I love it, but can you make it blue?

Where do ideas come from? Truly come from? The great ones, and even more so, the exceptional ones, are brought about through a need. A need to fill a gap, a frustration of something not working properly and wanting to make it better, to express something in a new and interesting way, or to overcome a problem that hasn’t been solved.

The journey to forming ideas can take you to some really exciting places that you never would have imagined from the outset. Whether I like blue or not, relate R&B to a form of sadistic torture or spend a large proportion of my time thinking about food is largely irrelevant in most cases. What matters are the thoughts, behaviours, and lives of the people your ideas need to make a difference to.

Ideas need to be brought to life and made great through interrogating the need. Understanding the root of the problem, the target audience and constraints, looking at it from every angle to ensure that whatever the solution, it is as robust, distilled and impactful as possible. This means, especially in the area of health, that it needs to be evidence based. Rooted in an understanding that makes the answer undeniably right and strong.

We recently developed some ideas for an engagement programme to empower a traditionally hard to reach community to take control of their health. One of the core initiatives we proposed was, on the surface and out of context, really random. I’ll admit it was an idea out of my comfort zone and something that wouldn’t interest me in the slightest. In fact, it’s the kind of thing that would make me feel uncomfortable and self-conscious. But then it wasn’t aimed at me. All of the research we conducted and insight we gathered suggested that this was a great way to reach this particular community and motivate them to act.

Being able to separate yourself from your predilections, to open and allow your mind to explore new ideas and ways of thinking based on strong and relevant insights, can really create incredibly powerful results.

If an idea is rooted in good insight, then it is hard to refute. If it truly solves the problem or need set out in the first place then personal tastes, feelings or opinions shouldn’t hold any weight. Subjectivity has no place here.

Bad behaviour

Behaviour, ‘The way in which one acts or conducts oneself, especially towards others’

In other words, everything we do. The decisions we make, the way we act, the things that show people who we are.

There is so much talk about behaviour change, it’s become a buzz word. But how often do we really aim to understand behaviour, or are we really just tying to manipulate, influence and persuade someone to do something differently? Isn’t that what marketing and advertising are all about? Actually, I don’t think so.

Understanding someone’s behaviour isn’t about using it against them to hoodwink them into doing what we want them to do. It’s not about covert, subconscious ways of brainwashing people into buying what we have to sell, nor is about selling to people without them realising they are being sold to. It’s about understanding who people are and what makes them tick, so we know who we can be most relevant and meaningful for. Genuinely.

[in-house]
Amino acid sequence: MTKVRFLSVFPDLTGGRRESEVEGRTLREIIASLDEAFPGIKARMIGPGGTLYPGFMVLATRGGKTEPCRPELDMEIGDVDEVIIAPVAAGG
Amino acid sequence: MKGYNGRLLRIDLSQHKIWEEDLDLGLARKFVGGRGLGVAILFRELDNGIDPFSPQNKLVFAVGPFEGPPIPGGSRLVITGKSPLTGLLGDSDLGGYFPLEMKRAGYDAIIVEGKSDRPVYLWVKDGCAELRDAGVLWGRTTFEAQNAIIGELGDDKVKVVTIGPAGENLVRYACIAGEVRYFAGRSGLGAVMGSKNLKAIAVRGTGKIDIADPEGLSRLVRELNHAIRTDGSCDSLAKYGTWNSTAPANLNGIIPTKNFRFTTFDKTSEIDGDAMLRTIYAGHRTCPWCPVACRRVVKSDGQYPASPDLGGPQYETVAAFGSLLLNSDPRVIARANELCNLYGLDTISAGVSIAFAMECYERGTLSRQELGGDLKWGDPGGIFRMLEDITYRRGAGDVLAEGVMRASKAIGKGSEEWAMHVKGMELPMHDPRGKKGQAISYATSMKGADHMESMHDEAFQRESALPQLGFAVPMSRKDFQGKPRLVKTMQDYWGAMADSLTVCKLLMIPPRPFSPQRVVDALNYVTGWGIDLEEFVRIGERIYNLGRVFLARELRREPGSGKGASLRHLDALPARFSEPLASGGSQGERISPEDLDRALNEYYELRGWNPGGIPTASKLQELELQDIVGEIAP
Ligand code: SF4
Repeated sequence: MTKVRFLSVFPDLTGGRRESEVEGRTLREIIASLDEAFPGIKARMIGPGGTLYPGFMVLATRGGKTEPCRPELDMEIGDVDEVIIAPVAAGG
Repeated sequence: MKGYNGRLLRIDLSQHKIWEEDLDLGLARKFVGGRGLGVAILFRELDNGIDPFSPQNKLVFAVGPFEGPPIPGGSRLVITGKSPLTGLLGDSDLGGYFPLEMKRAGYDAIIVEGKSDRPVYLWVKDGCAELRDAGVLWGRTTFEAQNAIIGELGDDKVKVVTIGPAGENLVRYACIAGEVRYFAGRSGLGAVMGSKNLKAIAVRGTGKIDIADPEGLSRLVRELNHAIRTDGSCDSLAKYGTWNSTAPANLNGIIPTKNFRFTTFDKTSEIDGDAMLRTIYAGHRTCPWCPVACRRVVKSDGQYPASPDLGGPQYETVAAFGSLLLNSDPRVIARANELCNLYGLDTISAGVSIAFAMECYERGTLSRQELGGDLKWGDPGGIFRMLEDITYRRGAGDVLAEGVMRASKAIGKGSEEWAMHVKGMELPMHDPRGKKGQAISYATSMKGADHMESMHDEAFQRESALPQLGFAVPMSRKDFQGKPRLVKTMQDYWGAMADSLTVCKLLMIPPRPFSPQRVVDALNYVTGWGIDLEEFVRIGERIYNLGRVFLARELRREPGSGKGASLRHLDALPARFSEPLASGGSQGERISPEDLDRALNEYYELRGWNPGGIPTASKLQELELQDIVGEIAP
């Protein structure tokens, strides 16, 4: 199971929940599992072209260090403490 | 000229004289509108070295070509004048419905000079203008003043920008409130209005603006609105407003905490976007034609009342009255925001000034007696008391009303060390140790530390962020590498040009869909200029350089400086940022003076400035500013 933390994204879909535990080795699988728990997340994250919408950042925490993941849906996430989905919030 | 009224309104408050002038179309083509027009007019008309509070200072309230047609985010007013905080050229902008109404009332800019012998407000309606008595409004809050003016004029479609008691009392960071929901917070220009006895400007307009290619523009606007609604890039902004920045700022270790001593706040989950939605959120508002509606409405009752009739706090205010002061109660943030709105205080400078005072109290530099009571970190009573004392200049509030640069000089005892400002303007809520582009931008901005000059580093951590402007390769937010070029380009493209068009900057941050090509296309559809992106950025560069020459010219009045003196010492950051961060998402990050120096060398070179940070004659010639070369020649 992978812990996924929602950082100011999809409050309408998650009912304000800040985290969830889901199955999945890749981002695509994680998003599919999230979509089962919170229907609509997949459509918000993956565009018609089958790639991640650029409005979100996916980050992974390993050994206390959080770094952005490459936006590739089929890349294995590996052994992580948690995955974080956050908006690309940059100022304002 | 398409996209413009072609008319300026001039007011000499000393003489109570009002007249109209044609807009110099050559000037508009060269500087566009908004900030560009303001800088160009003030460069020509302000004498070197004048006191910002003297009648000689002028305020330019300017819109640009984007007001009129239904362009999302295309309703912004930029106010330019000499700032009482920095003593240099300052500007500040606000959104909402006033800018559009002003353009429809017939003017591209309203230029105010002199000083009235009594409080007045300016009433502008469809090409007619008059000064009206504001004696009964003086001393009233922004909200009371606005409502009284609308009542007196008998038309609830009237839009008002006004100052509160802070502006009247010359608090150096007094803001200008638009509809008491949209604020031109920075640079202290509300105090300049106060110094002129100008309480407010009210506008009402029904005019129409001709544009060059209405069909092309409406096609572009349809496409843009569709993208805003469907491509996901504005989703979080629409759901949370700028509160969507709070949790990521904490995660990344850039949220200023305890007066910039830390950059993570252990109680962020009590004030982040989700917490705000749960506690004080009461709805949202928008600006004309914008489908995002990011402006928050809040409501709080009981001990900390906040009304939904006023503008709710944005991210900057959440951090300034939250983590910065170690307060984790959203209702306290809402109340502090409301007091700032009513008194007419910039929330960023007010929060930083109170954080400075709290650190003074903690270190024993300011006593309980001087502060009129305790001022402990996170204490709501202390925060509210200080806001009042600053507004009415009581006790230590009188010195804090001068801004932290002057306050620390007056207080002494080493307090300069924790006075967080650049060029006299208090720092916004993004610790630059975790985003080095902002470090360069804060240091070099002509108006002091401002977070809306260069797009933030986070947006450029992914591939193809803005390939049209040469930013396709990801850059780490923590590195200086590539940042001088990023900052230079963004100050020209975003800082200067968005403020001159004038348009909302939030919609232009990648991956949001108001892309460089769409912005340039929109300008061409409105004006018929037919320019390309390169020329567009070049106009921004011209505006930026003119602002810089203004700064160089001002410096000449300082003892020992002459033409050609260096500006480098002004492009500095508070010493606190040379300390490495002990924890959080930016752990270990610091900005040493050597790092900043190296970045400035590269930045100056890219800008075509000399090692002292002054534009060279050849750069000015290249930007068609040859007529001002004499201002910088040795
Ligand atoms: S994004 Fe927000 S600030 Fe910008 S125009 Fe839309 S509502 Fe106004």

People aren’t defined by a set of demographics – I am not a a clone of every other woman in her 40s living in the London commuter belt. It is my behaviour that defines me as being me, not the facts and data about my age, where I live or what I had for dinner last night. That is equally true for an oncologist looking after people with cancer, an NHS commissioner trying to make the most out of limited resources, or a person coming to terms with a Type 2 diabetes diagnosis.

There are so many cases of behaviour impacting real-life situations in health. GPs are more likely to prescribe antibiotics just before lunch and at the end of the day, when they are weary from patients persistently demanding them. A break over lunch and they re-set their energy and resilience. People with asthma might take their inhaler diligently to start with, but gradually get complacent and feel they no longer need it, until the day they wake up finding they are struggling to breathe. I know, I am one of them, and I have given myself a stern talking to (as has the asthma nurse, who remained patient and supportive despite seeing people harming themselves like this through non-compliance every single day).

We are all people, and labels like ‘HCP’, ‘payer’ or ‘patient’ don’t help to give any understanding of who we really are. So we shouldn’t feel the need to label people like this, instead we should get to know people. Talk to them, understand what drives them, what scares them, why they do what they do. Treat them like human beings, not boxes in a survey. Then we can understand what makes them tick, what they are looking for and how we can help them with whatever it is they are looking to achieve.

Understanding people makes so much more sense than bucketing people. It’s better for them, and it’s better for us as we’re more likely to be heard. Understand people and we can talk to them in a way that suits what they need.

Behavioural insights are still largely considered to be unnecessary – not a core part of what we need to do. Why on earth not? The upfront investment can reap rewards and make everything else more efficient and effective, with proven ROI. Maybe people prefer to keep doing things the same old way, crossing their fingers that they’ll get something different and more effective out of the other end.

If we want communications to be more effective, and genuinely make a difference, we should stop thinking about how to convince and persuade, and instead start thinking about how we can listen and understand. It’s a win-win.